Well, what if a company interested in Google Data Catalog has Business Glossary support as a mandatory requirement? Is it a blocking issue? Not at all! Data Catalog’s flexible entity model plus fine-grained IAM Roles are helping hands for those who want to build elementary Business Glossary support on top of Google Data Catalog. This is what I’m going to cover in the next sections.
Disclaimer: all opinions expressed are my own, and represent no one but myself… They come from the experience of being an early adopter of both Google Data Catalog and Egeria.
An Egeria-based custom model
There are multiple Business Glossary providers, each one with their proprietary entity models. Here Egeria comes into the scene: it is an Open Metadata and Governance project which promotes metadata exchange between tools and platforms.
Egeria’s metadata types are open, this is why I’m going to use them as a reference to explain the custom model in Google Data Catalog. But, anyway, the model is expected to be adaptable/extensible to fit real-life requirements even when the glossary metadata come from other sources — hopefully, my reasoning will be good enough to let it clear for you :).
More than providing the Open Metadata Types, Egeria actually works as an enterprise metadata “broker”. Although it is possible to connect Egeria and Data Catalog through the Open Connector Framework (OCF), this is out of this article’s scope. The focus here is on designing a custom model for Business Glossary support in Data Catalog, simply leveraging Egeria types as a reference.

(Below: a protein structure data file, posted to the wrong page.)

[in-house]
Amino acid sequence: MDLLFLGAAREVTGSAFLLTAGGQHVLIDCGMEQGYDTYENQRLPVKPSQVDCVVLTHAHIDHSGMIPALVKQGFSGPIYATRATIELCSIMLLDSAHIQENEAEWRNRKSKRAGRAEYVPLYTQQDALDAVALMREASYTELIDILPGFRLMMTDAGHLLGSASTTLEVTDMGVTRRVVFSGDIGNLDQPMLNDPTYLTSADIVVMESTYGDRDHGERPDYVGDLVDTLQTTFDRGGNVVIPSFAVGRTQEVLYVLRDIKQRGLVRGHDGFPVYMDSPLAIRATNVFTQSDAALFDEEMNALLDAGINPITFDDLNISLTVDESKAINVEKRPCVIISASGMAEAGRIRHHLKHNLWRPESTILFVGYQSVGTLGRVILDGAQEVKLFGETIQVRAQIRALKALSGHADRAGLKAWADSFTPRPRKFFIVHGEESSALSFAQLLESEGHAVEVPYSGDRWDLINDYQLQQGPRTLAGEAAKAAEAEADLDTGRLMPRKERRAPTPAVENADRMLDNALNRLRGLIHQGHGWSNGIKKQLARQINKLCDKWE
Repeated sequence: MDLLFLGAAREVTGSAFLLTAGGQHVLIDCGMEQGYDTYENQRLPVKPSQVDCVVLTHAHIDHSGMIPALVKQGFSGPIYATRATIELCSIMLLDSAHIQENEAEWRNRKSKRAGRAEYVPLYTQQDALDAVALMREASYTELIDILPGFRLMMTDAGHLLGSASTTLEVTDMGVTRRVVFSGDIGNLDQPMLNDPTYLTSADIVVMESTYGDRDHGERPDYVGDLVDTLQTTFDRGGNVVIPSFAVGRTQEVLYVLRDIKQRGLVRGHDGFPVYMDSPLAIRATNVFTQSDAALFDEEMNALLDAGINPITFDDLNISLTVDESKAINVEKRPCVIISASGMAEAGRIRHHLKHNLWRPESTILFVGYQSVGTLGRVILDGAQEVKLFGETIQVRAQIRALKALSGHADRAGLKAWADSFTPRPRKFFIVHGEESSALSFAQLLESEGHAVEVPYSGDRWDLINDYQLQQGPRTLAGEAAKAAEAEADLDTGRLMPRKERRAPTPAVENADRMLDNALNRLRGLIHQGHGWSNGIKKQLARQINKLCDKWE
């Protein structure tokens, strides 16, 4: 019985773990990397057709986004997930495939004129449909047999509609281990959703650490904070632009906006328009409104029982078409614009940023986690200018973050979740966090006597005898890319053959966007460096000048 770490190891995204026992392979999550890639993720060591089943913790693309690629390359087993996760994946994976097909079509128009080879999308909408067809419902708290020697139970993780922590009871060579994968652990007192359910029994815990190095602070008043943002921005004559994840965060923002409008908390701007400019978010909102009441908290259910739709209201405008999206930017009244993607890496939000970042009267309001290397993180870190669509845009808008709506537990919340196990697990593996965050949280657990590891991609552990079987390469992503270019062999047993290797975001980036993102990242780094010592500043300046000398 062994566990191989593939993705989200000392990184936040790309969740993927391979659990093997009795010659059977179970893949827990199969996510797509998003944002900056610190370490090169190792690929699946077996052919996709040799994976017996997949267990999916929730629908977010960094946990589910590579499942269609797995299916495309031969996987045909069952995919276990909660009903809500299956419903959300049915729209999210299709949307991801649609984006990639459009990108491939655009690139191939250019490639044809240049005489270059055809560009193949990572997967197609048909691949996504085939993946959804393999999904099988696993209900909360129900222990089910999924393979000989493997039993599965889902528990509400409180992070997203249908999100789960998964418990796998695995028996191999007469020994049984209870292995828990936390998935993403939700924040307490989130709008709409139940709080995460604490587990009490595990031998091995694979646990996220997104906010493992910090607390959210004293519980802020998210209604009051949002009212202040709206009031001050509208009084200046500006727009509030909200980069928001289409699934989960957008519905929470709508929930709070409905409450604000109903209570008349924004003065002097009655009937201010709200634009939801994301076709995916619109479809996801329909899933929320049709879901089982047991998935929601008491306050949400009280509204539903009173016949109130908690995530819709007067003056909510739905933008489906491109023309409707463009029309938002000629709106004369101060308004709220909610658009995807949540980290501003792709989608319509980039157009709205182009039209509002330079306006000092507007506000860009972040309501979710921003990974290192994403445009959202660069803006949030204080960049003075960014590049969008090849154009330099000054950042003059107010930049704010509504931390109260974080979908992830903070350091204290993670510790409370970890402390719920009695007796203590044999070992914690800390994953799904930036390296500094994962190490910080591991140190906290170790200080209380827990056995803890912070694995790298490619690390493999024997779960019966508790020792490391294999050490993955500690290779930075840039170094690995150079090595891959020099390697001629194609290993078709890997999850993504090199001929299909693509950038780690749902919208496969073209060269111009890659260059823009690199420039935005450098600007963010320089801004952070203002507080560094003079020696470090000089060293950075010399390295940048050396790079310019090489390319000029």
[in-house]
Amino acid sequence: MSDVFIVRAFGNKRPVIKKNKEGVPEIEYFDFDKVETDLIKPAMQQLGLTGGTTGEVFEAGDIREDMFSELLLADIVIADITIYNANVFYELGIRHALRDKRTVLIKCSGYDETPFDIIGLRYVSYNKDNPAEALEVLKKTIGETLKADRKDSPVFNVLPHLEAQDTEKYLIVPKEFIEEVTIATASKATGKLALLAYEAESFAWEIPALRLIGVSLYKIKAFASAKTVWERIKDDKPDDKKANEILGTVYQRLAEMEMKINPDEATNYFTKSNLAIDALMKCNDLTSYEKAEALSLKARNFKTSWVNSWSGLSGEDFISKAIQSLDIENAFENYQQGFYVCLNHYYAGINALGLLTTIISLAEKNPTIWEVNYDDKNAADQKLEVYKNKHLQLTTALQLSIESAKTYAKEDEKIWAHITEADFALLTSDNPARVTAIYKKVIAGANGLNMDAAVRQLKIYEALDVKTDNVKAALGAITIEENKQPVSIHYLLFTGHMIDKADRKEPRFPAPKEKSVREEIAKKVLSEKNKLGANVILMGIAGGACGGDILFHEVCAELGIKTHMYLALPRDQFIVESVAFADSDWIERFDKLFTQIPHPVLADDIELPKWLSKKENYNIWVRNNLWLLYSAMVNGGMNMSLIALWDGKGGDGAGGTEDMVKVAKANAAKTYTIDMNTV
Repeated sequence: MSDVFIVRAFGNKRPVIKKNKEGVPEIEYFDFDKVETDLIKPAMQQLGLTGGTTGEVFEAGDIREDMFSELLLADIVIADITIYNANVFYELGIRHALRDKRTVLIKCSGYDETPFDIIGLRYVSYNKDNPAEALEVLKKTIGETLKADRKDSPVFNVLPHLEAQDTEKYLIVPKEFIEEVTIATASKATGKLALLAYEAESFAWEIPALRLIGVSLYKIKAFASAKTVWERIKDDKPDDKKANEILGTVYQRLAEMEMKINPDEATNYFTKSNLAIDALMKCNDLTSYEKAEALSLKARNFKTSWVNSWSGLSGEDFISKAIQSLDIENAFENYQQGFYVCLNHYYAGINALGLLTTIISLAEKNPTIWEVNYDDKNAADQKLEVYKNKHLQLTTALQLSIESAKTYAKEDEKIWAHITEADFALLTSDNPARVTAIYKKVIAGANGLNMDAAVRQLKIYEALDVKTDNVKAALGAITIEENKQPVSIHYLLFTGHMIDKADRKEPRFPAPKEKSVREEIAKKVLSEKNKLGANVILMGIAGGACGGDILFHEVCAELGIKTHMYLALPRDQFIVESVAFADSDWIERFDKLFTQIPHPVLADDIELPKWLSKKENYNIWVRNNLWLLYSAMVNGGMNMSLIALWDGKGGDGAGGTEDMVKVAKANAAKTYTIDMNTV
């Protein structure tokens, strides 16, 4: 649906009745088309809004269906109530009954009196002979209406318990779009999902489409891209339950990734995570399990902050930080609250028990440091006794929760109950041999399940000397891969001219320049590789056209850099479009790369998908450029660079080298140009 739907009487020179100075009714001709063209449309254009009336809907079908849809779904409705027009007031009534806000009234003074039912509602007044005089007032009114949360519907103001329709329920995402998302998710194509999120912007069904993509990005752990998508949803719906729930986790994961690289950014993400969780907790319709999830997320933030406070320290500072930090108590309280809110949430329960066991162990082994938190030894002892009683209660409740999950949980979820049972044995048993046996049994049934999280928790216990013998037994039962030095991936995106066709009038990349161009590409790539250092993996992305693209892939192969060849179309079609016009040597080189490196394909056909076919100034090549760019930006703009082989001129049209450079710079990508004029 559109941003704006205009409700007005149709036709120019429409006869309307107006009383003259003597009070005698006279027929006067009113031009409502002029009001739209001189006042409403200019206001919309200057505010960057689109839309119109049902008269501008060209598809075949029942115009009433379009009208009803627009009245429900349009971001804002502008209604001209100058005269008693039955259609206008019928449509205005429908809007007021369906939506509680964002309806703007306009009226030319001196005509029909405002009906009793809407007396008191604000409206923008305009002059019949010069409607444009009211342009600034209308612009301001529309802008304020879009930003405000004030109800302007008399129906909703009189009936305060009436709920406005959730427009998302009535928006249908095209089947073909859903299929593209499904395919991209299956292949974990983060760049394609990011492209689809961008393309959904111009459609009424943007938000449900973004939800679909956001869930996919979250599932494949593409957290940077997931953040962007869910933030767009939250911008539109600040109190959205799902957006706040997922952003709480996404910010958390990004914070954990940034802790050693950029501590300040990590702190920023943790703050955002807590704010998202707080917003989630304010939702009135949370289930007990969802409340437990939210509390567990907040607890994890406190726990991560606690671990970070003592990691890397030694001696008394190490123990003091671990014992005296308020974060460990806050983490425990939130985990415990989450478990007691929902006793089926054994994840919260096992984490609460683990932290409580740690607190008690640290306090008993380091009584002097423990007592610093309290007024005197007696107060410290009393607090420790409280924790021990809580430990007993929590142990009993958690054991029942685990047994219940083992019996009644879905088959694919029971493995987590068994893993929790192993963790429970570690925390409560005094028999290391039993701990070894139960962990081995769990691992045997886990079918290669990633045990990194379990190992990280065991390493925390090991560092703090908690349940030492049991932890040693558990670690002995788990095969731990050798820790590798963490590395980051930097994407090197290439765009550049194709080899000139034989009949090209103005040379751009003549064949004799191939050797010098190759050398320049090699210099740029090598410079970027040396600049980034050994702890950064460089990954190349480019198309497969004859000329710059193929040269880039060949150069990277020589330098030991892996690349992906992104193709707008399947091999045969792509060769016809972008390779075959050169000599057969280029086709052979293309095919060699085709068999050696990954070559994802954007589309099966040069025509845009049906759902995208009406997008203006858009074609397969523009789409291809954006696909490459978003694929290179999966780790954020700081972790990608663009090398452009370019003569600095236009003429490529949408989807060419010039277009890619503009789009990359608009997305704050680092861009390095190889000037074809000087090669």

Mapping Entities and Relationships into Entries, Templates, and Tags
Egeria has an extensive set of classes to fully represent a Business Glossary no matter what tool it comes from. For the sake of clarity, I will keep the sample model concise yet practical to describe how introductory Open Metadata Entities and Relationships are mapped into Data Catalog Custom Entries, Templates, and Tags. Mapping entities from one end to another is usually the most difficult part of the job and extending the model is a matter of adding new classes to the below set.
- A Glossary is a collection of related semantic definitions, represented as the
Glossaryentity in the Open Metadata Type System;
- “The vocabulary for the Glossary is documented using Terms. Each Term represents a concept of short phrase in the vocabulary.” A Term, represented as the
GlossaryTermentity, is owned by a Glossary;
- The Semantic Assignment, represented as the
SemanticAssignmentrelationship, is used to assign a Term to a given asset (e.g. BigQuery table or column), which means the Term describes the meaning of that asset.